Summer 2011

Development of Competition Program and Details

March 28, 2012

Registration Deadline - EXTENDED

May 22, 2012

Submission Deadline

Summer 2012

Winners Announced


The design jury will meet in June/July 2012 to select winning projects and honorable mentions. Winners and their faculty sponsors will be notified of the competition results directly. A list of winning projects will be posted on the ACSA web site at and the I2SL web site at Winning students and their faculty sponsors will receive cash prizes totaling $14,000.

Additional Benefits:

  • Concepts and strategies contained in all submissions, not just winning submissions, have the opportunity of being applied at the actual MREC campus. Students' contributions would be recognized if this were to occur.
  • All concepts and strategies, including student contact information if provided, will be placed on the International Institute for Sustainable Laboratories website. This information will therefore be available to any marine, island, or laboratory project worldwide.
  • Winning students may be considered for internships with competition sponsors and other organizations involved in the sustainable laboratory community.
  • Winning groups and instructors may be flown to San Jose, California, USA for the Labs21 2012 Annual Conference. They will be recognized in the conference Opening Plenary, given an opportunity to present their projects during the technical sessions, honored during the conference awards luncheon or an evening reception, and photographed for publication.

Students from all Association of Collegiate Schools of Architecture member schools around the world will be eligible to participate in the competition. Students may work individually or in teams and must work with a faculty sponsor on the submission. Teams must be limited to a maximum of five students. There will be no additional fee for eligible students to participate in the competition.

The official language of the competition is English.

A faculty sponsor is required to enroll students by completing an online registration form (available at by March 28, 2012-EXTENDED. Faculty may complete a form for the entire studio or for each individual student or team of students participating. Students or teams wishing to enter the competition on their own must have a faculty sponsor who should complete the form. There is no entry or submission fee to participate in the competition. Each registered student and faculty sponsor will receive a confirmation email that will include information on how the student(s) will upload final submissions online. Please add the email address to your address book to ensure that you receive all emails regarding your submission.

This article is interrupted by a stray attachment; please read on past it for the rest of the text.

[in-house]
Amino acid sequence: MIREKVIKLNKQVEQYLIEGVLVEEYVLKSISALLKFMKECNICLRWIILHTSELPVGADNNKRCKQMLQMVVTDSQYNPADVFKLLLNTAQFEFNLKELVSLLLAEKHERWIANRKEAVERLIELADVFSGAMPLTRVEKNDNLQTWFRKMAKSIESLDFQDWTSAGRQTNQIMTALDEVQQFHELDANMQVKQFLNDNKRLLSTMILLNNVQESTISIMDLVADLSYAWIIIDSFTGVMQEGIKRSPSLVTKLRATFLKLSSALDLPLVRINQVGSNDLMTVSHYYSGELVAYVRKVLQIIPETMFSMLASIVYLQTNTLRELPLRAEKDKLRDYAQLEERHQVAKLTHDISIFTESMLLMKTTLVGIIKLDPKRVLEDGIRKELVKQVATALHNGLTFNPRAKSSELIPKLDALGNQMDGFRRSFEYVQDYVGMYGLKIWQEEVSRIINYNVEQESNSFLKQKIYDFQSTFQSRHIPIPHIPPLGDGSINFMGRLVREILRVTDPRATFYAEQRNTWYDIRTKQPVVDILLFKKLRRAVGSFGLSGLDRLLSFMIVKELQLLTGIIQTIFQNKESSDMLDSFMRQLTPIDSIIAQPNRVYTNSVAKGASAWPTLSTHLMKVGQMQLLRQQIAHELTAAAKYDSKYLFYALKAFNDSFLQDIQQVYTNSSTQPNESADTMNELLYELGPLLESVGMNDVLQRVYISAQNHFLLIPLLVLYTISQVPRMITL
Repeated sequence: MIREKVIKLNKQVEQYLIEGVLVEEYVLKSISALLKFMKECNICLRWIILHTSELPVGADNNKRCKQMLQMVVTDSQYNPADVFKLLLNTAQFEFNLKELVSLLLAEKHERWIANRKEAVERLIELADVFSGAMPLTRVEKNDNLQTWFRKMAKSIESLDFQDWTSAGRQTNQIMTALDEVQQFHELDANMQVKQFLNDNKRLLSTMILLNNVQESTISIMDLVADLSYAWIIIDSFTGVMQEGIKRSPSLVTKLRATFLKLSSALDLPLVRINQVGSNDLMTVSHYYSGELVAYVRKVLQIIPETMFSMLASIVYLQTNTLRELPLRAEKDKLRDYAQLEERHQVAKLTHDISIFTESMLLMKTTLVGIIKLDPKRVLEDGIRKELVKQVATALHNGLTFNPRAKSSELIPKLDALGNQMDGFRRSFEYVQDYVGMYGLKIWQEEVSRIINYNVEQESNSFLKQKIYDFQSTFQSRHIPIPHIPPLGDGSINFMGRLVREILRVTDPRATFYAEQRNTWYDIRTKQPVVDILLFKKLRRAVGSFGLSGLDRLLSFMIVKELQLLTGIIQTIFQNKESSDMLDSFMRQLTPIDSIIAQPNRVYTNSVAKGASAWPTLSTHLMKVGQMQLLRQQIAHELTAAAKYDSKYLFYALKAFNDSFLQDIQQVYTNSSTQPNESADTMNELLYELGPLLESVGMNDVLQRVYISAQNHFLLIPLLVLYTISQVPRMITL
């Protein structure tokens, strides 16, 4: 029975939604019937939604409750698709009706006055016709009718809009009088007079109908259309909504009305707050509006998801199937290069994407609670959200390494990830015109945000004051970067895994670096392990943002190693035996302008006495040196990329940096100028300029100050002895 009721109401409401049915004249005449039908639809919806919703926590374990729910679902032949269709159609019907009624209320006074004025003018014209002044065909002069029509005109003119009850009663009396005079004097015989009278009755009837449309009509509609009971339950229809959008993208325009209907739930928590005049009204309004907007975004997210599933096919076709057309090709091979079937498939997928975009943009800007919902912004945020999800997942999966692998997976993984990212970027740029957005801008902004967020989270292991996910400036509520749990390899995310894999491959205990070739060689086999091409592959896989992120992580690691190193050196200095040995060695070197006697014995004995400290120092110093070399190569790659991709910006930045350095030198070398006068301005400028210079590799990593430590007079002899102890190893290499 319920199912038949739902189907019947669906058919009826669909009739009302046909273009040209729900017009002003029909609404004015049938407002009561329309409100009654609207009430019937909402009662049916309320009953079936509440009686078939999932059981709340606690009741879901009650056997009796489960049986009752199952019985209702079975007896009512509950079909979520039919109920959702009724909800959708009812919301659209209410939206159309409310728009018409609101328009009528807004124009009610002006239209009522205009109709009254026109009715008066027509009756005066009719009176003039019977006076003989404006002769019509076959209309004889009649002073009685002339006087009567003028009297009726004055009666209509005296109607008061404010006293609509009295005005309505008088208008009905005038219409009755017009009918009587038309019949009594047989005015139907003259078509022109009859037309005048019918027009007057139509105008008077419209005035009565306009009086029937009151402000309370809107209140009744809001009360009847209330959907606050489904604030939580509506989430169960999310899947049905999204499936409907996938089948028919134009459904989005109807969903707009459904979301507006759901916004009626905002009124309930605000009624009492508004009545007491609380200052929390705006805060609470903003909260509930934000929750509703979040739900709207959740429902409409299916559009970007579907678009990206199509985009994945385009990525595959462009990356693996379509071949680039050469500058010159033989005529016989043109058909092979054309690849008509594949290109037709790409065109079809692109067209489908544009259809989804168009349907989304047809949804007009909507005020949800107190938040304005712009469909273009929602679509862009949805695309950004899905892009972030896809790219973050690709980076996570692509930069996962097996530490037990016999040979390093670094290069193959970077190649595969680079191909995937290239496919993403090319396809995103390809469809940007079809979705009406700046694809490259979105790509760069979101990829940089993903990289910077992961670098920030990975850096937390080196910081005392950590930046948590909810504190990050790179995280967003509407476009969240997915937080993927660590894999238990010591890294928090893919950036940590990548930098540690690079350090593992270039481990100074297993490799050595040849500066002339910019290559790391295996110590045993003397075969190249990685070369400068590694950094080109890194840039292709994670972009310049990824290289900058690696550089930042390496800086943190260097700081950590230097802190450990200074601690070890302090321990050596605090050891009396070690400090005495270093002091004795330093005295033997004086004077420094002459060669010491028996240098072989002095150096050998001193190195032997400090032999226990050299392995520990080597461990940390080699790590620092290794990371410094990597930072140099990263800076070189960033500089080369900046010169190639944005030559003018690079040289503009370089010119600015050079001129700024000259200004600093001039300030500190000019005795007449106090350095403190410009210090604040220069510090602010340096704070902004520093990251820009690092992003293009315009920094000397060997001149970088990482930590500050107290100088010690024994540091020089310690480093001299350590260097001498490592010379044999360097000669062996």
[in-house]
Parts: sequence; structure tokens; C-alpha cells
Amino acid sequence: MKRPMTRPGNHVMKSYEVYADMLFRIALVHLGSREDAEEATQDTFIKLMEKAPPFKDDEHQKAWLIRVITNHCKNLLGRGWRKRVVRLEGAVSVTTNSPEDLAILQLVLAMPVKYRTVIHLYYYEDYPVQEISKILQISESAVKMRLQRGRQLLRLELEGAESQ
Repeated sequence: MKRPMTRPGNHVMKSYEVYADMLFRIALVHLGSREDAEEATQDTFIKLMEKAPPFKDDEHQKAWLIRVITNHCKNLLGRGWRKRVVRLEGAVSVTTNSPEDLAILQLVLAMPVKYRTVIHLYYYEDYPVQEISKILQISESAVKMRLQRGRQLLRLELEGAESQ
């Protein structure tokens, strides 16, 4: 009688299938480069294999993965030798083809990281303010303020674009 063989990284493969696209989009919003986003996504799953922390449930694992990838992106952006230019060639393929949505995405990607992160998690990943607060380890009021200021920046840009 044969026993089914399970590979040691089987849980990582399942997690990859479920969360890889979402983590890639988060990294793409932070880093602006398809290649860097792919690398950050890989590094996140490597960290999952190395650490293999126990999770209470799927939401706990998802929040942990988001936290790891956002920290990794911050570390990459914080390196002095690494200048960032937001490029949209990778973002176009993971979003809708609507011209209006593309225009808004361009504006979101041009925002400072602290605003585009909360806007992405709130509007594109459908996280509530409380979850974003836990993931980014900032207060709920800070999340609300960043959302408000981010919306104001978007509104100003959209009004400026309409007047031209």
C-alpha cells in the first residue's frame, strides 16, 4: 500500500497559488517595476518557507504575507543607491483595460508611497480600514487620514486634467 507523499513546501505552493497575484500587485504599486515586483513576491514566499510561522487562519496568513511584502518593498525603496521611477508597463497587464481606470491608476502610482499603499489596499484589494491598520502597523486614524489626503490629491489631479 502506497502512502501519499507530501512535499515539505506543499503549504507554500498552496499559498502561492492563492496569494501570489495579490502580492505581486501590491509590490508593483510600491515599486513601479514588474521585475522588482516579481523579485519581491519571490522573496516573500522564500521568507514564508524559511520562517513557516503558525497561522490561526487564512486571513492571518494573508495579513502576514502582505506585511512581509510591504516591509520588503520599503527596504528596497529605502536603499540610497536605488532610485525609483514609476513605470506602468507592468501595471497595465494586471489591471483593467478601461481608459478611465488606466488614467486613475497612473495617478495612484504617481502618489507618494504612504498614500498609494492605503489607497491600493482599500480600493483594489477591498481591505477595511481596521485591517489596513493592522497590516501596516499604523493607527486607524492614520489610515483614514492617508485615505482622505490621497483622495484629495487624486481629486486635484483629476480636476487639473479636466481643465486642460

During registration the faculty will have the ability to add students, add teams, assign students to teams, and add additional faculty. Registration is required by March 28, 2012-EXTENDED, but can be changed, edited, and added to until a student starts a final submission; then the registration is no longer editable. Faculty may assign a "Faculty Representative" to a registered student. This "Faculty Representative" will have access to change, edit, and add to the registration.

The administration of the competition at each school is left to the discretion of the faculty sponsor within the guidelines set forth in this document. Work on the competition may be structured over the course of one or two semesters (Fall 2011 and/or Spring 2012).

Refer to the International Building Code for information on standard requirements. Participants should follow the principles of universal and sustainable design.

All competition submission must include:

  • Four digital presentation boards for the laboratory sized at 20" x 30" each. The digital boards should clearly show the students response and design solutions, with one board dedicated to each of the following: the laboratory model, sustainable resolution and campus plan.
  • A 500 word maximum design essay that supports the above mentioned design presentation boards by describing the proposed campus infrastructure.

Incomplete or undocumented entries will be disqualified. All drawings should be presented at a scale appropriate to the design solution and include a graphic scale and north arrow.

Submissions must be designed on no more than four 20" x 30" digital boards. The names of student participants, their schools, or faculty sponsors, must NOT appear on the boards. The digital boards should clearly show the students response and design solutions, with one board dedicated to each of the following: the laboratory model, sustainable resolution, and campus plan.

All boards are required to be uploaded through the Association of Collegiate Schools of Architecture website in Portable Document Format (PDF) or image (JPEG) files. Participants should keep in mind that, due to the large number of entries, preliminary review does not allow for the hanging end-to-end display of presentation boards. Accordingly, participants should not use text or graphics that cross over from board to board. The names of student participants, their schools, or faculty sponsors, must NOT appear on any of the submitted material.